And yet, as with the stones and bread, there is a strange echo of the work which Jesus will in fact accomplish. For he will be taken to a high place, and he will abandon himself without reserve into the hands of God, and no angels will come to save him; he will fall, and go down into the darkest and most deserted place of death, and only from that place rise. The temptation offered in this story is serious because the challenge is so very real, because it is precisely this kind of surrender which is required, of Jesus and, to some degree, of us all.
But what Satan presents is here, as in the other temptations, a parody of the real thing. What he presents is that impossible contradiction, a self-willed surrender, a self-selected abandonment. The tempter suggests that we can choose when and how we will give ourselves away, that the fall into the dark place can be, somehow, under our own control, and on our own terms.
We don’t know exactly how much Jesus, in his human nature, knew about what would happen to him, nor is it particularly helpful to speculate. But even in those moments when the Jesus of John’s gospel seems to be ticking off items on a mental timeline on the way to the cross, he does not control, nor attempt to control, the events. He will go to the high place of Golgotha at human hands, at our hands, with full acceptance and full volition, but without taking any steps to choose the time or place. He will not intervene nor call on God to intervene—not to save him, and not to save his murderers from what they will do. Our complicity is a part of this story. We cannot begin to be freed from our own violence until our involvement in that violence is fully revealed, until we stand with the centurion at the foot of the cross and realize what we have done, what we have done to the God who comes to us in Jesus and in all the broken, bleeding, enslaved bodies upon which our lives are built.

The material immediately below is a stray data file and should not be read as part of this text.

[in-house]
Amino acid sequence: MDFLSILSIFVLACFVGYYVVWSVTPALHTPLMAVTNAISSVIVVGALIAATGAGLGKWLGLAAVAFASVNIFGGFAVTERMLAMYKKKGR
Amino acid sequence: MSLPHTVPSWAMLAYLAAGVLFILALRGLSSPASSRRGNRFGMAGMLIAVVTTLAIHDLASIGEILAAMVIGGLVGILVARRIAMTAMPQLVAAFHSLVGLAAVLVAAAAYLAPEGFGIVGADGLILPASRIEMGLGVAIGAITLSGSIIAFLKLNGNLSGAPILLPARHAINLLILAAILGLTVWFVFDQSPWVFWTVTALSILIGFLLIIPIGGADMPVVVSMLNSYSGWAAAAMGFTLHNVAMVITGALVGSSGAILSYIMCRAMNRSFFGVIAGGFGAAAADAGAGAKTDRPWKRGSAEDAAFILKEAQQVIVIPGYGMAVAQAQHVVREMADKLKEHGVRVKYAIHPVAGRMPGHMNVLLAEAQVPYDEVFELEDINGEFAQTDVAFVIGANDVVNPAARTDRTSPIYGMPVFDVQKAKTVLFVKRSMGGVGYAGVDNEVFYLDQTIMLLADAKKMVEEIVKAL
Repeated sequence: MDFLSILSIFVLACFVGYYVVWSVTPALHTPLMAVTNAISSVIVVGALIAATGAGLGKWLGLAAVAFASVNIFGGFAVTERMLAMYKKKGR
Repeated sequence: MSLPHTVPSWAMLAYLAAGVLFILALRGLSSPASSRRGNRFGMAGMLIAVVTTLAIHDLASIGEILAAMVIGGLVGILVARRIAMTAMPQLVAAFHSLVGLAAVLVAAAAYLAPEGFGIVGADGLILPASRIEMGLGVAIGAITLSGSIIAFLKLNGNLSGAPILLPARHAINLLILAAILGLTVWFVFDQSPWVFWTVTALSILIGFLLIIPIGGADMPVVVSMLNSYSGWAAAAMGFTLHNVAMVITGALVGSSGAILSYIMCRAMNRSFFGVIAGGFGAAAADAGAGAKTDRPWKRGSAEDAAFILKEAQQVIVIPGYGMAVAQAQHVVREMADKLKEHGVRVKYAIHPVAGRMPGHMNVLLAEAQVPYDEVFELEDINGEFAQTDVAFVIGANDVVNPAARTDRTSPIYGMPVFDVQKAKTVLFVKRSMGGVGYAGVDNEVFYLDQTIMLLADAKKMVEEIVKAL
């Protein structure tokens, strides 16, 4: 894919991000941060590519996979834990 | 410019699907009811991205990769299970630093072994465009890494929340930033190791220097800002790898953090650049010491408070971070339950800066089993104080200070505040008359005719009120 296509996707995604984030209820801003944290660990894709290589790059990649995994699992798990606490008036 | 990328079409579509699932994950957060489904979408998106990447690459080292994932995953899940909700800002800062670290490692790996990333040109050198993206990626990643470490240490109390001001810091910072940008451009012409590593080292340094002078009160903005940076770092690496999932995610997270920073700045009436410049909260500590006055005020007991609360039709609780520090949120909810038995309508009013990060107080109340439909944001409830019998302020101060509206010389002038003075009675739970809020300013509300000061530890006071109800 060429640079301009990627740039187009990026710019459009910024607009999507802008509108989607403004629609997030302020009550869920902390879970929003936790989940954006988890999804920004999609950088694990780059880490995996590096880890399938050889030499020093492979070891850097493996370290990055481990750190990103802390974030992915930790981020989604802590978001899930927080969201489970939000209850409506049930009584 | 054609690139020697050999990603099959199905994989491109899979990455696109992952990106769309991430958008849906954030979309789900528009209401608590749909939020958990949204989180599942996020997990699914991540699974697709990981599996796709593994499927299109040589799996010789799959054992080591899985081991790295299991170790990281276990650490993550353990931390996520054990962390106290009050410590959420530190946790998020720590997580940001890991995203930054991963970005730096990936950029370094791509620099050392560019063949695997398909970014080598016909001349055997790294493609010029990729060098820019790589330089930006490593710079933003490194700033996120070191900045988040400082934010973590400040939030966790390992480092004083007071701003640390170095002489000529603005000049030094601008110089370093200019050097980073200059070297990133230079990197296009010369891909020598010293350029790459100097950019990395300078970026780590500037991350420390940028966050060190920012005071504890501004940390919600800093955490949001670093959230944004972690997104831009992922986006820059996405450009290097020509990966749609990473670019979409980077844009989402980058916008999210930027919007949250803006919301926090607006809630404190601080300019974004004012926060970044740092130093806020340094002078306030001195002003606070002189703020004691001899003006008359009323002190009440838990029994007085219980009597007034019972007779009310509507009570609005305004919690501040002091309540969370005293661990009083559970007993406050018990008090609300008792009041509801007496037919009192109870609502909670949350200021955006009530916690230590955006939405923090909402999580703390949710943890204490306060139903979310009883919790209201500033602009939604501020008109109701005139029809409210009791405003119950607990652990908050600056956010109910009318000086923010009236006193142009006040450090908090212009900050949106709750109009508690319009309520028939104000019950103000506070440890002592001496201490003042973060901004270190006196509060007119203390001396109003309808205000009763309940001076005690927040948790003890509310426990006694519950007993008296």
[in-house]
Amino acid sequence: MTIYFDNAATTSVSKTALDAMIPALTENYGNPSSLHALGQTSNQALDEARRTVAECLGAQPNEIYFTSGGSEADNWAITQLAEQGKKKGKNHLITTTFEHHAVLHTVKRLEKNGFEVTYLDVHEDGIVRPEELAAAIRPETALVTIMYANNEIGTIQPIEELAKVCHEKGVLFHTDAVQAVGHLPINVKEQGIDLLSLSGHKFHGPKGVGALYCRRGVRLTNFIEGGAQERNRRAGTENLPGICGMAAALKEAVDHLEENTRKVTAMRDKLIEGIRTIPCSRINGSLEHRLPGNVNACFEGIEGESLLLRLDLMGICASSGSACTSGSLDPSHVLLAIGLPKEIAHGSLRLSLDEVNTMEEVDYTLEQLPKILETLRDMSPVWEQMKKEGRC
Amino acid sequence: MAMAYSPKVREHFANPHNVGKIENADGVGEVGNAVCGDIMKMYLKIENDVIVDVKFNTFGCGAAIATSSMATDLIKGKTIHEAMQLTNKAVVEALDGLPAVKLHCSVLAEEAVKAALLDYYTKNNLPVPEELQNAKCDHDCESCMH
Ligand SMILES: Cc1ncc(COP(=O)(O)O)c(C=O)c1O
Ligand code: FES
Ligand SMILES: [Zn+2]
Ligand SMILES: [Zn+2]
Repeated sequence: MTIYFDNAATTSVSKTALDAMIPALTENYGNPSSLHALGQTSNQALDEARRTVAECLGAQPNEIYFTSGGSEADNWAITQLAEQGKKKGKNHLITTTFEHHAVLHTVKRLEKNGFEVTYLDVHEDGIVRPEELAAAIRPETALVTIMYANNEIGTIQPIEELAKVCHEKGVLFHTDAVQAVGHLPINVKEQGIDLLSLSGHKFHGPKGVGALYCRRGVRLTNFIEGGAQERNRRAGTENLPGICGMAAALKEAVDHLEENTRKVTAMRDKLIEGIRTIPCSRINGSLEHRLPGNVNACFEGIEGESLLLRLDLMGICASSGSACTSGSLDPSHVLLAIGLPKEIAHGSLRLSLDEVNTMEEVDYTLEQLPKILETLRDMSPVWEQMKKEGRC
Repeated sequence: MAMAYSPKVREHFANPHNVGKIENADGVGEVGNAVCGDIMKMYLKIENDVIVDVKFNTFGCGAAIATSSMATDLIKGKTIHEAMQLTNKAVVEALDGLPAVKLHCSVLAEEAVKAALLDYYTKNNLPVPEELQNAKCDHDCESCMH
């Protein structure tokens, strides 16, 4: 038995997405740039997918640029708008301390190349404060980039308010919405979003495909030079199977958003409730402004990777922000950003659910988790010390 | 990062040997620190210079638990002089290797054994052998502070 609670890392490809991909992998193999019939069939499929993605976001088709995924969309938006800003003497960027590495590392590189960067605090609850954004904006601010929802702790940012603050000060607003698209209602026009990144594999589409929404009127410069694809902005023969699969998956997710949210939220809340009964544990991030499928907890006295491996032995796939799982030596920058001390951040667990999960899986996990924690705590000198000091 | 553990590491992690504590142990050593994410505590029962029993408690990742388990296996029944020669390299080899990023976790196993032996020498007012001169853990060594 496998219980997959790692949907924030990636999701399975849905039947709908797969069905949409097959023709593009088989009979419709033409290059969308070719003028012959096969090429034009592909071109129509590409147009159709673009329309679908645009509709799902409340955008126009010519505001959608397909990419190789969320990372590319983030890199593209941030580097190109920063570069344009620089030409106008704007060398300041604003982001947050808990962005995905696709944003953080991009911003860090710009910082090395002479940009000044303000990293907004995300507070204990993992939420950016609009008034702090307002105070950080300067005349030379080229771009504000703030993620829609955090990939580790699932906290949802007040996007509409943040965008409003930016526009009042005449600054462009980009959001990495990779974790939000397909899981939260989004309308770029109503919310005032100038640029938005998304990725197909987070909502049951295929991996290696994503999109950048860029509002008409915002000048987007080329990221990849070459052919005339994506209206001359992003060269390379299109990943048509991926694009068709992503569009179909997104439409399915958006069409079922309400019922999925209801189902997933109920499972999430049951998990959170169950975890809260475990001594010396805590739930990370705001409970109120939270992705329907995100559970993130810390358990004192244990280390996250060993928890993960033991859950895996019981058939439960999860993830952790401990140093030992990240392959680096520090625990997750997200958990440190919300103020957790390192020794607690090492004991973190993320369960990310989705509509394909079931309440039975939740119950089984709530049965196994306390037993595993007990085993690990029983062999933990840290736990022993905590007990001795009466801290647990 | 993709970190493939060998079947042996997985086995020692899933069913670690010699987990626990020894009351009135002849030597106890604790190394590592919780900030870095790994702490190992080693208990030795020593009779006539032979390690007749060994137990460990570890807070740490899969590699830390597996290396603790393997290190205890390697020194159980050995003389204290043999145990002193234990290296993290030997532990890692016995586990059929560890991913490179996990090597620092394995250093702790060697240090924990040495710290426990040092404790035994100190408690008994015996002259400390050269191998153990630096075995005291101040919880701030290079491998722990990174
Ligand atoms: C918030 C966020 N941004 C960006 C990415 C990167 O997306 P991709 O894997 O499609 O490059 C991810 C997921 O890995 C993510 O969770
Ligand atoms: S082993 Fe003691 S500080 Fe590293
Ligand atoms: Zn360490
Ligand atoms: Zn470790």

And we can only begin to turn away from that complicity by entering into the surrender, the abandonment, of the Son of God. Not on our terms, but on the terms which the world will deal out to us, which we cannot predict or control, but only try to recognize, to live through and die through.
We must go to our own wilderness to learn this. To the place where each one of us is alone, where the social structures upon which we mostly rely are not there to protect us. We never know when it will come to us, this wilderness, or what we will face there. We can prepare, to some extent, through discipline and prayer, through the practices of Lent, but we will, we must, find ourselves there at an unpredicted time. We cannot choose or control it. We may be taken to our wilderness by loss or by desire, cruelty or illness, time or violence, by our own failures, by the witnessed pain of others. And here we must wait, alone and hungry. Resisting the temptations of magic and force and drama, not because we are strong, but because in our weakness we may enter into the weakness of Christ. We may begin to learn to love the world and those around us as they are, beautiful and broken, to offer what can be offered in the bare desert of freedom, to accept the strange food of God’s love as it comes to us from their hands. To wait, in patience and trust, for the God who comes down, all the way down, into the place of the dead, and takes us each by the hand to lift us up into life.